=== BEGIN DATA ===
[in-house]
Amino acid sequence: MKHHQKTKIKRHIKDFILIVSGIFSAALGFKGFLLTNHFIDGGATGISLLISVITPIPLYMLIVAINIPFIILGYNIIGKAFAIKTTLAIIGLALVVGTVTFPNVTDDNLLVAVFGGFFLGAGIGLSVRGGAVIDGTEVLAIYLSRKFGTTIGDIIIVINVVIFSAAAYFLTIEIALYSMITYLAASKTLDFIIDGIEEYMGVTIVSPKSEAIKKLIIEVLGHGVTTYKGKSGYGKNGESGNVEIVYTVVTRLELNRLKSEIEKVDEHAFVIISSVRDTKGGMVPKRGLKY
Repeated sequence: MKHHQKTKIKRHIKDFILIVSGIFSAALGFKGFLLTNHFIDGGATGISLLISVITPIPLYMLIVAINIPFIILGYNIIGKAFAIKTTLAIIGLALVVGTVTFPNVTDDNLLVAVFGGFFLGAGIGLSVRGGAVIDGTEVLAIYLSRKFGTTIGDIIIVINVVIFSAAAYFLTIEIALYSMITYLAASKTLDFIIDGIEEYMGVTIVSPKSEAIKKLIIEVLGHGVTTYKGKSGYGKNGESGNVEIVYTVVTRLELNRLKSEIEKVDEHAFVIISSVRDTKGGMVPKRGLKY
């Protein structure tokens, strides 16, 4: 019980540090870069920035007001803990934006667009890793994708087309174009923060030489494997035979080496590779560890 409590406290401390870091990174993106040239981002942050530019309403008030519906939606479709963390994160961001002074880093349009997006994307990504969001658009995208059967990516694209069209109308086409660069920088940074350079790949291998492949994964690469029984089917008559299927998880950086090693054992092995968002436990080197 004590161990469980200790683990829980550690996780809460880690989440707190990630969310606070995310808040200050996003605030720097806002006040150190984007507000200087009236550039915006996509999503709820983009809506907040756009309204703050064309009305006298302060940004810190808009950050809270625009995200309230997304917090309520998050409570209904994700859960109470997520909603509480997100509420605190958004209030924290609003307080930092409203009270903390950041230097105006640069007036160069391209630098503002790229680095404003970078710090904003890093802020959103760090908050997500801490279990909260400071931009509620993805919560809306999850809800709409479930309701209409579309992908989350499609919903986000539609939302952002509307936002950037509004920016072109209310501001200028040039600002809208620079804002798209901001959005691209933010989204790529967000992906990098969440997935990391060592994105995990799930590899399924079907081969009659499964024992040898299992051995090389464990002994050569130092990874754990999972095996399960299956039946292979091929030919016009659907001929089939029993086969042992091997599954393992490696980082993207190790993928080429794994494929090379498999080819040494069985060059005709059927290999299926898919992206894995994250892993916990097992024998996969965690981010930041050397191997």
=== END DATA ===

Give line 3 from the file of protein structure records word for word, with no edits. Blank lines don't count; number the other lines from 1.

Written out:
Repeated sequence: MKHHQKTKIKRHIKDFILIVSGIFSAALGFKGFLLTNHFIDGGATGISLLISVITPIPLYMLIVAINIPFIILGYNIIGKAFAIKTTLAIIGLALVVGTVTFPNVTDDNLLVAVFGGFFLGAGIGLSVRGGAVIDGTEVLAIYLSRKFGTTIGDIIIVINVVIFSAAAYFLTIEIALYSMITYLAASKTLDFIIDGIEEYMGVTIVSPKSEAIKKLIIEVLGHGVTTYKGKSGYGKNGESGNVEIVYTVVTRLELNRLKSEIEKVDEHAFVIISSVRDTKGGMVPKRGLKY